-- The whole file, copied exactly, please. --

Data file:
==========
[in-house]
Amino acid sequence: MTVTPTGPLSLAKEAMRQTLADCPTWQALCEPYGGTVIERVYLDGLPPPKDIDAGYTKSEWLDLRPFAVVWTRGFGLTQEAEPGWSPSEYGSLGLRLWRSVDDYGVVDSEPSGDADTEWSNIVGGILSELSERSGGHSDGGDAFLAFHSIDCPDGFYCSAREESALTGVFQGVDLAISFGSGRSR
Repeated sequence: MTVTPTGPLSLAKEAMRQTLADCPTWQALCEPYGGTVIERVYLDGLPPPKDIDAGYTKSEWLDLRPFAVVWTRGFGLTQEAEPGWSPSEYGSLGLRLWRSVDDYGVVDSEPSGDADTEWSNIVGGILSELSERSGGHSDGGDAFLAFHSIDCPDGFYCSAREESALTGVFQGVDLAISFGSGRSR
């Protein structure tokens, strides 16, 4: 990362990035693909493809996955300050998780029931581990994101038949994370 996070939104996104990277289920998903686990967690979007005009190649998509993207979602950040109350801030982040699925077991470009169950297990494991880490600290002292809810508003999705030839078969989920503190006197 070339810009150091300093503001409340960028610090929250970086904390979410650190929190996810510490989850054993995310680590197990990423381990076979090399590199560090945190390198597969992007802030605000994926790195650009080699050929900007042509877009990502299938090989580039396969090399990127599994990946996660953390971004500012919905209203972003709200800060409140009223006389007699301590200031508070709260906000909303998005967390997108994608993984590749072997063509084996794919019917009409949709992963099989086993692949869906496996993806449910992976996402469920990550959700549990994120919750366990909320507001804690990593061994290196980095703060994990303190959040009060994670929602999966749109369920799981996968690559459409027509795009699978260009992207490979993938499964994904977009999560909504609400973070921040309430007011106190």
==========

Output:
[in-house]
Amino acid sequence: MTVTPTGPLSLAKEAMRQTLADCPTWQALCEPYGGTVIERVYLDGLPPPKDIDAGYTKSEWLDLRPFAVVWTRGFGLTQEAEPGWSPSEYGSLGLRLWRSVDDYGVVDSEPSGDADTEWSNIVGGILSELSERSGGHSDGGDAFLAFHSIDCPDGFYCSAREESALTGVFQGVDLAISFGSGRSR
Repeated sequence: MTVTPTGPLSLAKEAMRQTLADCPTWQALCEPYGGTVIERVYLDGLPPPKDIDAGYTKSEWLDLRPFAVVWTRGFGLTQEAEPGWSPSEYGSLGLRLWRSVDDYGVVDSEPSGDADTEWSNIVGGILSELSERSGGHSDGGDAFLAFHSIDCPDGFYCSAREESALTGVFQGVDLAISFGSGRSR
């Protein structure tokens, strides 16, 4: 990362990035693909493809996955300050998780029931581990994101038949994370 996070939104996104990277289920998903686990967690979007005009190649998509993207979602950040109350801030982040699925077991470009169950297990494991880490600290002292809810508003999705030839078969989920503190006197 070339810009150091300093503001409340960028610090929250970086904390979410650190929190996810510490989850054993995310680590197990990423381990076979090399590199560090945190390198597969992007802030605000994926790195650009080699050929900007042509877009990502299938090989580039396969090399990127599994990946996660953390971004500012919905209203972003709200800060409140009223006389007699301590200031508070709260906000909303998005967390997108994608993984590749072997063509084996794919019917009409949709992963099989086993692949869906496996993806449910992976996402469920990550959700549990994120919750366990909320507001804690990593061994290196980095703060994990303190959040009060994670929602999966749109369920799981996968690559459409027509795009699978260009992207490979993938499964994904977009999560909504609400973070921040309430007011106190």